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Why I Cannot Wait for The Death and Life of Otto Bloom

18/07/2016 at 4:00 pm / 0 Comments

Posted by Lee Zachariah

It’s unusual to be champing at the bit to see a director’s first ever film. Usually it’s that first film that gets you excited about their next film, but Cris Jones has already established an impressive filmography of shorts that should have everyone keyed up about his feature debut.

Jones has written and directed the MIFF opening night film The Death and Life of Otto Bloom. Like Merlin in T.H. White’s The Once and Future King, the titular Bloom experiences time backwards, possessing only the memory of future events. It’s a continuation of the themes Jones has been exploring throughout his career, and if you want an idea of what to expect on opening night, it’s worth diving into his back catalogue.

His 2001 film The Heisenberg Principle seems like the most direct inspiration, featuring a man alone in a field with no memory of who he is or why he’s there.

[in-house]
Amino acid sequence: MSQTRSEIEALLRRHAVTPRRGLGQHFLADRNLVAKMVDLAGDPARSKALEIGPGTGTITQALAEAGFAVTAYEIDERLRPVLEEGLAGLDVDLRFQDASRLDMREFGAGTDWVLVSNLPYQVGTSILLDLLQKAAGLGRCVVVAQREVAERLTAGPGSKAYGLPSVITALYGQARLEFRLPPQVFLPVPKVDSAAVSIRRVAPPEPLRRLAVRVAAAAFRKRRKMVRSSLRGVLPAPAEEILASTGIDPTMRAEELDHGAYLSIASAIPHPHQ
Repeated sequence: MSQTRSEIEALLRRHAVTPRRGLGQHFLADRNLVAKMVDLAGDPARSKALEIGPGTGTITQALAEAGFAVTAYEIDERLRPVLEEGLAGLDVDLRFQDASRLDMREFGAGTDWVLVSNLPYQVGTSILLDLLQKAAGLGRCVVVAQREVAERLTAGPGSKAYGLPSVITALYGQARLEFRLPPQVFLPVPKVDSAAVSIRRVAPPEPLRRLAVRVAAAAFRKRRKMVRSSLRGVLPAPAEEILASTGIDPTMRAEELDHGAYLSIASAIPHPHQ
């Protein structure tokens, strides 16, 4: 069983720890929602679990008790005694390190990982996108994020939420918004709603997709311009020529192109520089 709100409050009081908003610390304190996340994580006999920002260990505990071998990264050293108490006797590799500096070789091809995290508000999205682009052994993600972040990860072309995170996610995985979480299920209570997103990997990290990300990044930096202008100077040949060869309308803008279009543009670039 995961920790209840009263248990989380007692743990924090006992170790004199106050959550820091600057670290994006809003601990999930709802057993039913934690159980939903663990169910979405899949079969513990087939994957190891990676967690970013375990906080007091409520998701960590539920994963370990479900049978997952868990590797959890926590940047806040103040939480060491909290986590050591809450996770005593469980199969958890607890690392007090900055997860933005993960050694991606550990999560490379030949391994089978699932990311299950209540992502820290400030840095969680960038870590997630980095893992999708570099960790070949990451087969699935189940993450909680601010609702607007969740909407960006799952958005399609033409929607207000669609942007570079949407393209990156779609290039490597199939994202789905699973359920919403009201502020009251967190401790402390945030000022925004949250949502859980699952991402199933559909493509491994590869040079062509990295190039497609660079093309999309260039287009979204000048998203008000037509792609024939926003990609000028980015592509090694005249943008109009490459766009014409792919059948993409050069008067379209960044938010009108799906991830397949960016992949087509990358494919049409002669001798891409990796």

In his 2003 film Excursion, a man trapped by the corporate world fantasises about casting off the shackles of modern life and heading off into the unknown. The world and its manufactured trappings makes no sense to him, and he yearns to leave it all behind.

In 2008, his short film The Funk continues this disaffection with modern life. This short felt like a generational shift for Jones. His previous works, apparently shot on film, gave way to the cleaner, crisper imagery of The Fun: shot on digital stills over the course of the year, it felt like a filmmaker finally connecting with the tools that suited his vision.

Fuelled by a propulsive score and commanding narration, The Funk is a melding of the still life and the animated. It was like someone handed the script for Fight Club to Guy Maddin, but it’s far from a pastiche. The Funk is a profoundly original, energetic and compelling work.

Jones’s films play almost like existential mysteries. Reality is a puzzle and his characters sift through unreliable memories to solve it, usually without success. Clues lie in their philosophical and mythical trappings: the man in The Heisenberg Principle imagines a cat living within the box; a close-up of the name tag worn by The Funk’s Jack reveals his surname to be Sisyphus.

Since The Funk emerged in 2008, I’ve been periodically searching for Jones’s name to see if Australia had snapped out of its own funk and finally given him the resources to make a feature film. In short, July 28 can’t come soon enough.


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